Even though the state of Tennessee has seen an explosion of COVID-19 cases in recent weeks, the Republican governor of the state, Bill Lee, has steadfastly refused to institute new safety measures such as a mask mandate or even a concerted campaign to urge residents of the Volunteer State to get vaccinated.
However, Lee gladly doled out nearly $500,000 worth of taxpayer money to urge cattle farmers to immunize their herds, according to the Associated Press (AP):
“Even though Tennessee has among the lowest vaccination rates in the country, Lee has refused to follow the lead of other states that have offered enticements for people to get the potentially life-saving COVID-19 vaccine.
“Lee hasn’t always been against incentivizing vaccinations.
“Tennessee’s Herd Health program began in 2019 under Lee, whose family business, Triple L Ranch, breeds Polled Hereford cattle. The state currently reimburses participating farmers up to $1,500 for vaccinating their herds, handing out $492,561 over the past two fiscal years, according to documents from the Tennessee Agriculture Department.”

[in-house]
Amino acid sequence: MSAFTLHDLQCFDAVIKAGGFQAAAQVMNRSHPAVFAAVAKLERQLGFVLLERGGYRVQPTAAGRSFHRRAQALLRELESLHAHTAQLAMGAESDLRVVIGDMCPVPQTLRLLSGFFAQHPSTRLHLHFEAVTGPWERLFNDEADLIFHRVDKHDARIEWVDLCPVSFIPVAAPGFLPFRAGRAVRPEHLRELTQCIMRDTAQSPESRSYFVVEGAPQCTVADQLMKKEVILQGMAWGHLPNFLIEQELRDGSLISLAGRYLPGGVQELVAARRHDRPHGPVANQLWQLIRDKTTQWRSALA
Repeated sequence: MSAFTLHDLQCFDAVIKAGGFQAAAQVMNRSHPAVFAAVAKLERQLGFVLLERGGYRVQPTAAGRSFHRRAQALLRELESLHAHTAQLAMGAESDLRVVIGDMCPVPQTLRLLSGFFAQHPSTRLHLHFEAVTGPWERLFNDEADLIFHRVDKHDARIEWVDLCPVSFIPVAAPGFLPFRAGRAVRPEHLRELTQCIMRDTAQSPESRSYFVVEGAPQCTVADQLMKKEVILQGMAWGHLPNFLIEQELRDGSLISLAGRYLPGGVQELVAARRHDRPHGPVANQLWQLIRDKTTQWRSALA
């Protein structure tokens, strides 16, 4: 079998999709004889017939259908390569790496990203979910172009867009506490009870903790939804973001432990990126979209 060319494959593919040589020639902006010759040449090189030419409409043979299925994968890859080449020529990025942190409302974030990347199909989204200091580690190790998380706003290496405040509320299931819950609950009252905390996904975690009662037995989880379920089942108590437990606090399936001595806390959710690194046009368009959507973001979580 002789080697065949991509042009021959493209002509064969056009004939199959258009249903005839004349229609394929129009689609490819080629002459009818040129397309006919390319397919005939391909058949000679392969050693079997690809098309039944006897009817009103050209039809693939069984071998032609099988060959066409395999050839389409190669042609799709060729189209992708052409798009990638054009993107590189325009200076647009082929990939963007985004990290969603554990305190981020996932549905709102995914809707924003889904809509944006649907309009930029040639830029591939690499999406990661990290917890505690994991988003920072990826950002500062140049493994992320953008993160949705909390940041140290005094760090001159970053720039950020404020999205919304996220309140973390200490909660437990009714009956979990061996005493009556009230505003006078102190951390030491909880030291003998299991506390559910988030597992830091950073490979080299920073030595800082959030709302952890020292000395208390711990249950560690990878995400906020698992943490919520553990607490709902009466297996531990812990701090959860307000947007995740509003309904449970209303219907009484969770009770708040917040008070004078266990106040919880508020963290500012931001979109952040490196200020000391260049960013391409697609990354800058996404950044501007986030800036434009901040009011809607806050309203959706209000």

Addressing the Tennessee Cattlemen’s Association annual conference on Friday, Lee insisted that incentivizing vaccination for COVID wasn’t a job the government should be part of, telling attendees:
“I don’t think that’s the role of government. The role of government is to make it available and then to encourage folks to get the vaccine.”
So cows are more valuable than people in Gov. Lee’s estimation? Sure sounds that way, with Lee also telling reporters recently:
“We want to encourage Tennesseans to talk to their doctor, to talk to their clergy, to talk to their family members, the trusted voices in their life, in order for them to make a personal decision about whether or not to pursue getting the vaccine, but we encourage that because it is the tool that will most effectively allow us to manage this virus.”
Lee has been vaccinated for COVID-19, but didn’t publicize getting the shot, even though he did let reporters watch when he got a vaccination for the flu.
Tennessee is a great place to be a cow, but humans are on their own. How’s that for upside-down priorities?
Featured Image Via NBC News